October issue 2010
Last month, the Supreme Court had asked the Election Commission of Pakistan (ECP) to verify the degrees of parliamentarians and the ECP delegated this task to the Higher Education Commission (HEC). The ECP sent the degrees of 934 parliamentarians to the relevant universities for verification, out of which 70 degrees of parliamentarians from Balochistan, including members of the Senate and the national and provincial assemblies, were sent to Balochistan University for further scrutiny.
A majority of the universities, including Punjab University and Karachi University, made public the outcome of their investigations but Balochistan University kept its findings secret and sent the report back to the HEC. However, certain sources leaked information to the media that of those 70 degrees, only two were declared invalid, and these belonged to legislators from FATA and Punjab. And even though there were serious doubts about the educational qualifications of a large number of parliamentarians from Balochistan, who had submitted degrees from Balochistan University, the investigation committee of the university declared all of them valid.
Some sources reveal that there was no way Balochistan University could have assessed the legitimacy of these degrees because the university auctions off the candidates’ answer sheets after two to three years on the grounds that they have no storage space to maintain any records. Ostensibly, the HEC authorities were not satisfied with the outcome of the university’s investigations and all certificates were returned to the university with specific instructions to check the intermediate and matriculation certificates of certain candidates. However, the result of the second scrutiny was also the same.
It is being alleged that the university’s administration was under immense pressure from those who were under the scanner and their cohorts. Consequently, to save themselves from the wrath of the influentials, the administration refrained from properly scrutinising those who had obtained certificates without even appearing in their examinations. Moreover, it also wanted to save the skin of those staff members who had been involved in issuing fake degrees. “A sitting member of the Balochistan Assembly had obtained a post-graduate degree from Balochistan University on the basis of a certificate from a religious seminary in Multan,” said a university source on condition of anonymity, and then added, “When the university authorities contacted the seminary in Multan for confirmation of the certificate, the administrators of the seminary disowned it and declared it to be fake.” When this fact was brought to the notice of the member, he produced another letter from the same seminary, confirming that the certificate was genuine. Instead of conducting any further probe, the committee declared his post-graduation certificate to be genuine.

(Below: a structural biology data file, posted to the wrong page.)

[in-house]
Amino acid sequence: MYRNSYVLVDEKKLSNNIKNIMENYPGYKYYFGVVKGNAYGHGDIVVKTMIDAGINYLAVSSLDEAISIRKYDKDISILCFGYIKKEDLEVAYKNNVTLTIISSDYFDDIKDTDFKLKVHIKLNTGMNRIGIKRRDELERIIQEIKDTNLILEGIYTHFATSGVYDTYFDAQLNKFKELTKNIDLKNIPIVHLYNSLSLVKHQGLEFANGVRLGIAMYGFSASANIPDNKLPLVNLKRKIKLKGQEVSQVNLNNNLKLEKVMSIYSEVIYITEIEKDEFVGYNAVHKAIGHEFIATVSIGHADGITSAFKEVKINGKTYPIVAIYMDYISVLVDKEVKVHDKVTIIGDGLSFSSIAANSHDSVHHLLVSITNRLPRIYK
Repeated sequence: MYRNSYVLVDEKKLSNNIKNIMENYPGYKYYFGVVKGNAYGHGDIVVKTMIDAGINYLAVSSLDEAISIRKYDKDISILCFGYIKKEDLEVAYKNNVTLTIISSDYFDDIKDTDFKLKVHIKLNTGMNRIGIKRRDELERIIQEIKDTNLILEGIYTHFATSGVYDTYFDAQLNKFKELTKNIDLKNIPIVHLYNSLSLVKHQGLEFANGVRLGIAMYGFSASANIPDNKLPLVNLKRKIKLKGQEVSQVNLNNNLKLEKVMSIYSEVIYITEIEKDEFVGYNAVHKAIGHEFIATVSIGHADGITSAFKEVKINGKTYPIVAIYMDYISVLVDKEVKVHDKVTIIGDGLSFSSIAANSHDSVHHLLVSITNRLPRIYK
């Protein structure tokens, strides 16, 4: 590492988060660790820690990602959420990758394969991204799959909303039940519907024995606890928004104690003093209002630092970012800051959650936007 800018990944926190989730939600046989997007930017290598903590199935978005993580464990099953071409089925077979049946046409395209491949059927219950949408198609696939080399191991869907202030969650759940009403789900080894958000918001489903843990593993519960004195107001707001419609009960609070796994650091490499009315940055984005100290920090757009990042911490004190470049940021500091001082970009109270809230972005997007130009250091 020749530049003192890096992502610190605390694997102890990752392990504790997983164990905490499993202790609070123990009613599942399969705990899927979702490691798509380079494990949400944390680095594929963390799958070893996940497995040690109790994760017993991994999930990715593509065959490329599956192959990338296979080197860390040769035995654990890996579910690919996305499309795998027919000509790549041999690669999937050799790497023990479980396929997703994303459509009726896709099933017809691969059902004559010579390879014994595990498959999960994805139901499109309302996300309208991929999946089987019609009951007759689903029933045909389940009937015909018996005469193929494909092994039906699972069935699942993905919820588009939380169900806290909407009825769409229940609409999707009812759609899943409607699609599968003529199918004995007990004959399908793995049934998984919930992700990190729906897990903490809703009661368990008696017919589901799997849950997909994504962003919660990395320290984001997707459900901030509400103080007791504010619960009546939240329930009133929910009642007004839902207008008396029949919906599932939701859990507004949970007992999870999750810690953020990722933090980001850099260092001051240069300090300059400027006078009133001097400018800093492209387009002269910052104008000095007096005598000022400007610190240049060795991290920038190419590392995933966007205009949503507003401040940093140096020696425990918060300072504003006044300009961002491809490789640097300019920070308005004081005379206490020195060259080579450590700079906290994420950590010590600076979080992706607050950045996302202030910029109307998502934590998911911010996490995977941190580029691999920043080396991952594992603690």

Through the General Election Order 2002, General (Rtd) Pervez Musharraf’s regime made post-secondary education compulsory for all those contesting the 2002 general elections. This emerged as a big hurdle even for supporters of Pervez Musharraf, including the Jamiat Ulema-e-Islam (Fazl) in Balochistan and Khyber Pakhtunkhwa — strongholds of religious parties — and fake educational certificates were acquired en masse by candidates contesting the elections. Now, in 2010, scores of cases challenging these fake degrees have been filed before election tribunals. The graduation condition was struck down in April 2008 by a vote in parliament.
What remains is the moral imperative. The Supreme Court chief justice wants all those who filed fake degrees to be held accountable. The PML-N and PML-Q have been hit hard and some of them have had to resign.
Many PML-Q candidates from Balochistan had also contested the 2002 elections on the basis of fake certificates from religious seminaries and other educational institutions. Interestingly, some of them submitted certificates from seminaries that they had probably never set foot in. A female member of the Balochistan Assembly, who is also the wife of an influential personality from the province and a member of the provincial cabinet, did not possess a degree. So, she submitted her nomination papers for both general and reserved seats for women with a certificate from a seminary in Dera Ismail Khan (DIK). The election commissioner of Balochistan rejected her nomination papers for the general seat but, shockingly, her nomination papers for the reserved seats were accepted on the basis of the same certificate. She contested elections once again in 2008 and succeeded in reaching the assembly, but when the issue of fake certificates emerged, following the directives of the Supreme Court of Pakistan, it was revealed that the lady had a graduation certificate from Balochistan University, without having appeared in any examination after 2002. However, the university declared that her graduation certificate from the DIK seminary was still valid. Another minister from Balochistan had also contested elections based on a certificate from a religious seminary in DIK, but when his opponent challenged his election, he submitted a graduation certificate from Balochistan University before a tribunal comprising a judge of the Balochistan High Court.
Ostensibly, a large number of parliamentarians from Balochistan had contested the 2008 general elections on the basis of fake certificates, both from religious seminaries and universities. If an impartial probe were to be conducted, more than one-third of them would lose their seats.